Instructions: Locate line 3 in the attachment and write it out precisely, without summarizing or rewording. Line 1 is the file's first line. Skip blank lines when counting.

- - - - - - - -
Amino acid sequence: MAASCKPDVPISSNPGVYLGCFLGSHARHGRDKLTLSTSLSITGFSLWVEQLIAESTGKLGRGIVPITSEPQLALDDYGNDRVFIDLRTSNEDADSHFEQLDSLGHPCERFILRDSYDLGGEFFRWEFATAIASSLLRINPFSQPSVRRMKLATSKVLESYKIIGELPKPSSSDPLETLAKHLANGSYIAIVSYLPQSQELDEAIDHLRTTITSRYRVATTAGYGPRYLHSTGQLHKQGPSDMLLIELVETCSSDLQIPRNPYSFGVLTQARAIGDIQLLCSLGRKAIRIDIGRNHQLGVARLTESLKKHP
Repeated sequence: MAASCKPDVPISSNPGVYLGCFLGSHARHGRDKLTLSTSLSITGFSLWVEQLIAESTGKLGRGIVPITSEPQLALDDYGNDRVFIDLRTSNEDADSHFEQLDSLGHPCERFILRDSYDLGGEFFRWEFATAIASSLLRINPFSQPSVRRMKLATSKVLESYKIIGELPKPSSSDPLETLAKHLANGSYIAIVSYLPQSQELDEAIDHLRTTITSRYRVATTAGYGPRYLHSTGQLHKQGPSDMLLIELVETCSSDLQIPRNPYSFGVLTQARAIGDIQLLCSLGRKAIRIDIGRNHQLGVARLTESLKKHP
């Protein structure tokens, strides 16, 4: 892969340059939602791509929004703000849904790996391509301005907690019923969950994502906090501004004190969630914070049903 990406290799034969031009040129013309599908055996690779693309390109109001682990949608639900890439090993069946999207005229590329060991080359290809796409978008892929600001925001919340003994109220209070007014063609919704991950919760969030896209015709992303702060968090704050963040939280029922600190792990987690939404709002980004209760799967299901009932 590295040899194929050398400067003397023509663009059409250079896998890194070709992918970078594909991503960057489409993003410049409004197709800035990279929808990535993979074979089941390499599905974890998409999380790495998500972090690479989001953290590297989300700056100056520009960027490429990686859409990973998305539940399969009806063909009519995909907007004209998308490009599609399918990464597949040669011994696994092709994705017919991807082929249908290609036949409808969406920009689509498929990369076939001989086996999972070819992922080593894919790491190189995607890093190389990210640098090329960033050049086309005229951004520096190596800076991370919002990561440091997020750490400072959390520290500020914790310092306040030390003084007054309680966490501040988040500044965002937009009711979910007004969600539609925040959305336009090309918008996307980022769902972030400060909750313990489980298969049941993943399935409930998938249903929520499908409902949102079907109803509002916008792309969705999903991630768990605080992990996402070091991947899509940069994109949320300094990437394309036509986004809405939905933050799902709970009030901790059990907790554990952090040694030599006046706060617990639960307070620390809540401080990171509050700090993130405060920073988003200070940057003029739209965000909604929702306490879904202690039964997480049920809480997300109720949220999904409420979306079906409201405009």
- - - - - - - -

């Protein structure tokens, strides 16, 4: 892969340059939602791509929004703000849904790996391509301005907690019923969950994502906090501004004190969630914070049903 990406290799034969031009040129013309599908055996690779693309390109109001682990949608639900890439090993069946999207005229590329060991080359290809796409978008892929600001925001919340003994109220209070007014063609919704991950919760969030896209015709992303702060968090704050963040939280029922600190792990987690939404709002980004209760799967299901009932 590295040899194929050398400067003397023509663009059409250079896998890194070709992918970078594909991503960057489409993003410049409004197709800035990279929808990535993979074979089941390499599905974890998409999380790495998500972090690479989001953290590297989300700056100056520009960027490429990686859409990973998305539940399969009806063909009519995909907007004209998308490009599609399918990464597949040669011994696994092709994705017919991807082929249908290609036949409808969406920009689509498929990369076939001989086996999972070819992922080593894919790491190189995607890093190389990210640098090329960033050049086309005229951004520096190596800076991370919002990561440091997020750490400072959390520290500020914790310092306040030390003084007054309680966490501040988040500044965002937009009711979910007004969600539609925040959305336009090309918008996307980022769902972030400060909750313990489980298969049941993943399935409930998938249903929520499908409902949102079907109803509002916008792309969705999903991630768990605080992990996402070091991947899509940069994109949320300094990437394309036509986004809405939905933050799902709970009030901790059990907790554990952090040694030599006046706060617990639960307070620390809540401080990171509050700090993130405060920073988003200070940057003029739209965000909604929702306490879904202690039964997480049920809480997300109720949220999904409420979306079906409201405009």